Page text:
What the Buddha Taught: Profound View & Vast Action (Online)

with Jude Robison & Aaron De Long

August 1st—August 8th

Date details +
  • $45 Regular
  • $30 Supported
  • $60 Patron price
Room: Online


After you register, you will be sent the zoom link for the class.

These are challenging times marked by the uncertainty surrounding the Covid pandemic, as well as the cultural challenges of societal inequity. How might our practice support us in navigating uncertainty, while also enabling us to create new possibilities for our world? Paradoxically, our practice invites us to go deeper into uncertainty – not knowing – as a method for experiencing unconditional love. 


The core teachings of Mahayana Buddhism are the teachings on bodhicitta, or awakened heart. These teachings point us to our inherent nature, who we really are. While we are often drawn to practice by our personal experience of suffering, over time, through practice, we uncover the nature of suffering, the cause, and the remedy – egolessness. We begin to make friends with ourselves. This experience invites us into a deeper and wider perspective of wisdom and compassion, the emptiness of space and the form of skillful action.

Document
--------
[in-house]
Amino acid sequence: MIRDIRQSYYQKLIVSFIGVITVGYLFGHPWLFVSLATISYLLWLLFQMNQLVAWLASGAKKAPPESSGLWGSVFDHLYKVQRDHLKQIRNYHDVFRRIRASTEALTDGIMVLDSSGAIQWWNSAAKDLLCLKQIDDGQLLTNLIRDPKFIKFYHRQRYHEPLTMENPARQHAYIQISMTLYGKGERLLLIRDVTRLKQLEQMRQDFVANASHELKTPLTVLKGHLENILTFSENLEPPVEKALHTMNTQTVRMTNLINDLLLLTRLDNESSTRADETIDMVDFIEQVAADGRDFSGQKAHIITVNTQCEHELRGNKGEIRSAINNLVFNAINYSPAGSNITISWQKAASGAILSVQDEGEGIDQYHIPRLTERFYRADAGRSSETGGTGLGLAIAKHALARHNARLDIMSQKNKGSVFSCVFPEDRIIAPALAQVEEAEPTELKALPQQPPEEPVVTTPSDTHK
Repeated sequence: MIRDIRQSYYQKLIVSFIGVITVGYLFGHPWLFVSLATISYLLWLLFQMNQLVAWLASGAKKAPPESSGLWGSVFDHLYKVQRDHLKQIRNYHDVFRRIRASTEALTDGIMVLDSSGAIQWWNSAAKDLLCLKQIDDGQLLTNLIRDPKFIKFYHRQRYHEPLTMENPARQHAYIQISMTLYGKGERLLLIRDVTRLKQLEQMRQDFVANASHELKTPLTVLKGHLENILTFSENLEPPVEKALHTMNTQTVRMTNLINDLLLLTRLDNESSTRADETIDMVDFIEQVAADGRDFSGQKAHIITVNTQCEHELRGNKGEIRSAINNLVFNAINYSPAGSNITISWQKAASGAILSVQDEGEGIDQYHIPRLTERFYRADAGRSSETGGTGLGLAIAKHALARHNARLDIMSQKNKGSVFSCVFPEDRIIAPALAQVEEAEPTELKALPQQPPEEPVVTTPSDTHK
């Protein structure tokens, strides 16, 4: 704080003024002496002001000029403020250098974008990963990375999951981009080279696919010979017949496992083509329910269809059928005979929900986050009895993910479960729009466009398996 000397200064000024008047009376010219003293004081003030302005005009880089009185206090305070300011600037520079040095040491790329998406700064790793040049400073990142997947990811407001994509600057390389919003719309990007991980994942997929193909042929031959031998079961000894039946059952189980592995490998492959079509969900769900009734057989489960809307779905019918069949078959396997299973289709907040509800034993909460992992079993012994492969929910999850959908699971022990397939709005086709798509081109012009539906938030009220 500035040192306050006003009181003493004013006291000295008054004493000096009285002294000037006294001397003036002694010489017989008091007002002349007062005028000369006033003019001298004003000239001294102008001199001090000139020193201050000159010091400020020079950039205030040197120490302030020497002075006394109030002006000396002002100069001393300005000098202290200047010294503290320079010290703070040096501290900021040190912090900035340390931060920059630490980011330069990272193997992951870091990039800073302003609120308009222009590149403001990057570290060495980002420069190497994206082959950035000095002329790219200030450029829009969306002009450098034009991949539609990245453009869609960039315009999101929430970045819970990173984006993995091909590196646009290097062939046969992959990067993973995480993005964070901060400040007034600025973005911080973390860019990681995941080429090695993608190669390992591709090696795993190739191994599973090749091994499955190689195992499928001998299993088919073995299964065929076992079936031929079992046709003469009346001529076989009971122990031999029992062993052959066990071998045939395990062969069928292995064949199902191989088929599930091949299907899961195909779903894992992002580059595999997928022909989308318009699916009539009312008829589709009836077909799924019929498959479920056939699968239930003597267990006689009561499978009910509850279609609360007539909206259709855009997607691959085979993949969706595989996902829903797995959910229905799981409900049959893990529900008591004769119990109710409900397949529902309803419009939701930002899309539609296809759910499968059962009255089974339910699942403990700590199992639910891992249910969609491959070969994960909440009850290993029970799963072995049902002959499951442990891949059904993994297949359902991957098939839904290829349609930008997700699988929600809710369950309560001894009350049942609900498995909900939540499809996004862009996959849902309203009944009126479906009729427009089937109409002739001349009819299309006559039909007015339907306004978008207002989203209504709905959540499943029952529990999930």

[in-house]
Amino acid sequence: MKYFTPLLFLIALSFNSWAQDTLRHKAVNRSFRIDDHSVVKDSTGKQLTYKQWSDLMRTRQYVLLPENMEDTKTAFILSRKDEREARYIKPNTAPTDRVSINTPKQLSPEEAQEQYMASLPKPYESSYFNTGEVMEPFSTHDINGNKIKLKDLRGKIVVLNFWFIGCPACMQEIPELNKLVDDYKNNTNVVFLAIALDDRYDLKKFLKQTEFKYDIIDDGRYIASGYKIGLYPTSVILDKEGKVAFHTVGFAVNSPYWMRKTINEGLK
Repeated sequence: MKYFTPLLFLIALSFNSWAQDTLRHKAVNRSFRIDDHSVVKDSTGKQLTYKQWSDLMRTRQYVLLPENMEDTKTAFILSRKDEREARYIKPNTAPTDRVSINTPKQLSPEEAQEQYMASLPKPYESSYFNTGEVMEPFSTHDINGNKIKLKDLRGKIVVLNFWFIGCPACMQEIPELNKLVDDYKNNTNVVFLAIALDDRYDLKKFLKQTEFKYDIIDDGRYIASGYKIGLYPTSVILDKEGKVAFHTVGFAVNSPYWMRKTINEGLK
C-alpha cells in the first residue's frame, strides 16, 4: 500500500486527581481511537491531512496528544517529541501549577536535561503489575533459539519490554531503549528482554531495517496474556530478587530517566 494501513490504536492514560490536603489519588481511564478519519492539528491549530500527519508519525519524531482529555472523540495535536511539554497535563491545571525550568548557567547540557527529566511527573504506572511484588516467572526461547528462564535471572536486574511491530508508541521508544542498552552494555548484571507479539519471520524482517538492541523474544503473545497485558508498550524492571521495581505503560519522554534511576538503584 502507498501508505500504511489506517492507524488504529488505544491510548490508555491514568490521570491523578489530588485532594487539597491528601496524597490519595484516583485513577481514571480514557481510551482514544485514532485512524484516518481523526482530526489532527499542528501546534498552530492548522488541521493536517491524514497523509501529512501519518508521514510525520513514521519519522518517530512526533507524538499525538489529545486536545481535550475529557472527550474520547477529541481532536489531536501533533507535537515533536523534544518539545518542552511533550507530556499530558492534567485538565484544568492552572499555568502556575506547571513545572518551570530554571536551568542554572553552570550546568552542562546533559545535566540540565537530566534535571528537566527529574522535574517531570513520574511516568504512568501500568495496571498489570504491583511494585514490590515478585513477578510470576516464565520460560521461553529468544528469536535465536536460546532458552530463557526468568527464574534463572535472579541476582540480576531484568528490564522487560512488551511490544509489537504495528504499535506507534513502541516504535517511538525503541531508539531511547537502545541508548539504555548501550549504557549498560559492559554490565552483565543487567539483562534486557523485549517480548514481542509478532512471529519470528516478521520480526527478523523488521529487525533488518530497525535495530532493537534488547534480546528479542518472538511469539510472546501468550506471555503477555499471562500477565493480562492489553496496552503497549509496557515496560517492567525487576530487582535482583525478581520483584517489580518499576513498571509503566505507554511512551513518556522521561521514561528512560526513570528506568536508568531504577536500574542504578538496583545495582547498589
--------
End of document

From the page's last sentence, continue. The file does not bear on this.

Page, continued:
In this two-session program, through discussion, reading, talks and contemplations, we will explore the foundations of the profound view and vast action of the Mahayana teachings, as well as their relevance and application in our everyday lives. Our investigation will include discussion of absolute and relative bodhicitta, the awakened heart and emptiness, and practices that offer sanity and kindness to our world.

For more information, contact Jude Robison, [email protected]mail.com


Jude Robison has been a student in the Shambhala tradition since 1980. In addition to her activity as a meditation instructor and teacher, she is a co-coordinator of Contemplative Dance Practice. A former director of Karmê Chöling Meditation Center in Vermont, she also served on the Board of Directors of Shambhala International. She has a MFA in Book Arts from the University of the Arts.

Aaron De Long has been studying Buddhist teachings and practicing meditation for 25 years. He is a vajrayana student in the Shambhala lineage. He currently lives near Pottstown, Pennsylvania, with his partner, Emma. He works in sustainable agriculture, and enjoys writing fiction.